Bonds and fixed interest - back to fight another day?
Traditionally, fixed interest securities/bonds, particularly government bonds (gilts), which is usually their safest form, were seen as the standard hedge within client portfolios against the more volatile risk of equities.
However, after the global financial crisis 10 years ago and the introduction of quantitative easing (QE), it became harder and harder to justify holding fixed interest securities in client portfolios due to their lack of yield. Cash was the better defence against equity market falls – despite yielding nothing, it was also free from capital risk.
Yet, as we look across the Atlantic, there are signs that this tide might be turning.
What's happening in the US?
The US Federal Reserve is more advanced than nearly every other central bank in moving towards policy normalisation by incrementally and gradually increasing interest rates while simultaneously selling back some bonds to the market. This has driven up yield on the 10-year US Treasury bond to 3.2%, well in excess of US inflation at 2.3%. Even the yield on two-year US paper at 2.9% now surpasses this. For the first time in years, US investors can get a real return from their national government bonds.
This is causing us to consider whether government bonds might resume their risk-diversifying role and warrant a place in client portfolios. As well as moves to policy normalisation and rising interest rates starting to help bonds fight back, historically, when market turmoil hits shares, gilts have been seen as a safe haven asset that tended to hold their value and/or even go up in price. If 2019 equity markets continue their turbulent path, there could be good reasons to turn to this out-of-favour asset class.
Do gilts offer good investment opportunities for 2019?
To answer this, it is important to reflect on gilts' recent track record – and what needs to be addressed if they are to win us over.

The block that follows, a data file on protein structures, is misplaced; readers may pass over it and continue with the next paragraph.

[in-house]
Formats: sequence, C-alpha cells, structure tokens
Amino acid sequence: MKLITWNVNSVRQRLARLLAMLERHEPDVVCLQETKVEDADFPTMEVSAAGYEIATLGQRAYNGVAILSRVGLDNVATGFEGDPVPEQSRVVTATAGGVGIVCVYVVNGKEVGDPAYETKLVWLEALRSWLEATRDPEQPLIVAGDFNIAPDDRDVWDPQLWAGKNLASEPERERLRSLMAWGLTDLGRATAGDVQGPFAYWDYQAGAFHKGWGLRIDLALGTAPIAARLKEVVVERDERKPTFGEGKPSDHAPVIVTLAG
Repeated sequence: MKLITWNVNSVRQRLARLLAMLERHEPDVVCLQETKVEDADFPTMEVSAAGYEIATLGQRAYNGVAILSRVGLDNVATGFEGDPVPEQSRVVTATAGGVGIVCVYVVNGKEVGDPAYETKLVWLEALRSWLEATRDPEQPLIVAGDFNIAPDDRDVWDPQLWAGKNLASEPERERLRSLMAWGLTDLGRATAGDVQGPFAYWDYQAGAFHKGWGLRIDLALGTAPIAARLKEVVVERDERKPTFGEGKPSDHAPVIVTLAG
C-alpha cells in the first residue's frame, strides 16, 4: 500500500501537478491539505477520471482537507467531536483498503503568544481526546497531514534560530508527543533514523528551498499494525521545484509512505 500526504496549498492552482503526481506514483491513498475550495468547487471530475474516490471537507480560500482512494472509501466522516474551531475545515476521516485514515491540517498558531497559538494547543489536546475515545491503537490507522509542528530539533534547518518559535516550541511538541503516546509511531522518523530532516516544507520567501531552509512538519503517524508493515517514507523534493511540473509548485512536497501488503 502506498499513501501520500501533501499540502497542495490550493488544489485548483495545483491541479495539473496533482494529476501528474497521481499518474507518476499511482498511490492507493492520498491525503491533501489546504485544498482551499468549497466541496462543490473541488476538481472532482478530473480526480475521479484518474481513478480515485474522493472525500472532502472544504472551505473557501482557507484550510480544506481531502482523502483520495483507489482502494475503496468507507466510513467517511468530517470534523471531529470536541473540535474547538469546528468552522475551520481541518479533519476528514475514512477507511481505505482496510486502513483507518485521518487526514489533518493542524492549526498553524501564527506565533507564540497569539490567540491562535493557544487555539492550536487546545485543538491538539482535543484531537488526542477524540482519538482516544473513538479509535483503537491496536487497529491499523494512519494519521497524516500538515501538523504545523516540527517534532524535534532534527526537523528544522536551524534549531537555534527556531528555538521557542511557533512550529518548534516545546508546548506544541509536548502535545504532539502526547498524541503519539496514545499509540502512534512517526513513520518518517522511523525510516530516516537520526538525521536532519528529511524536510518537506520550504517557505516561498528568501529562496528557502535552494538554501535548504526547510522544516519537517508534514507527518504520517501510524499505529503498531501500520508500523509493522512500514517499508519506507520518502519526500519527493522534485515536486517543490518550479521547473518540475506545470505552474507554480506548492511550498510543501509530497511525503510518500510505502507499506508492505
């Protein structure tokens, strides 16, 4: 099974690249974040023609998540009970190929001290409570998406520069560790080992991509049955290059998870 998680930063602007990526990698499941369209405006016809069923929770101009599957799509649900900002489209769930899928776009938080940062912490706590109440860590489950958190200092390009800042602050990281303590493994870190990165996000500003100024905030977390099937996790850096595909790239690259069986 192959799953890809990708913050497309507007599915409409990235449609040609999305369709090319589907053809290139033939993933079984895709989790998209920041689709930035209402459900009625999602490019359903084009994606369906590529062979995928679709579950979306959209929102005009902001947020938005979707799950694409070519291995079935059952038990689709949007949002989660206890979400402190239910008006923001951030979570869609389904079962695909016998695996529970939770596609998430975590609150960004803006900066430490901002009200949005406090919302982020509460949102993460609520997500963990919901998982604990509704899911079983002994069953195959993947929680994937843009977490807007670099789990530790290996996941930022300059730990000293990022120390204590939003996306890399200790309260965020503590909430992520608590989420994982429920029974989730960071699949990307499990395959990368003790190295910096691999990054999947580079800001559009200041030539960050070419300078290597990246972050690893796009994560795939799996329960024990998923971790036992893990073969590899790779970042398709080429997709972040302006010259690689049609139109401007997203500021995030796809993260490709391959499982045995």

Since the global financial crisis, the world’s central banks have been conducting an unprecedented experiment in monetary policy. By crunching short-term interest rates down to zero – or below zero in the case of the European Central Bank, Switzerland, Sweden and elsewhere – while buying up quantities of fixed interest stock, central bankers drove longer-term interest rates to unparallelled low levels. At its zenith, QE meant that around US$13trn of bonds worldwide yielded less than zero.
What can we learn from the markets?
The FTSE Gilts All Stocks Index, including interest payments, has now fallen 5% from its high in August 2016. With the yield on the UK 10-year gilt still only 1.5% today, there may be some way to go before private client investors are tempted back into the UK fixed income market; still more so in Japan and Europe, where yields are significantly lower. The uncertainty around how Brexit will play out also complicates the picture.
But it is very often the case that, both in equities and bonds, market direction is led by what happens in the US. So as US government bonds start to offer investor opportunities once more, and increasingly resume their traditional risk-diversifying role, the moment may be drawing closer when the same will be true here in the UK.
Investing in 2019
We’re certainly not there yet, but we believe bonds are a key investment theme to watch in 2019.
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IMPORTANT: Investment involves risk. The value of investments and the income from them can go down as well as up and you may not get back the amount originally invested. Past performance is not a reliable indicator of future performance.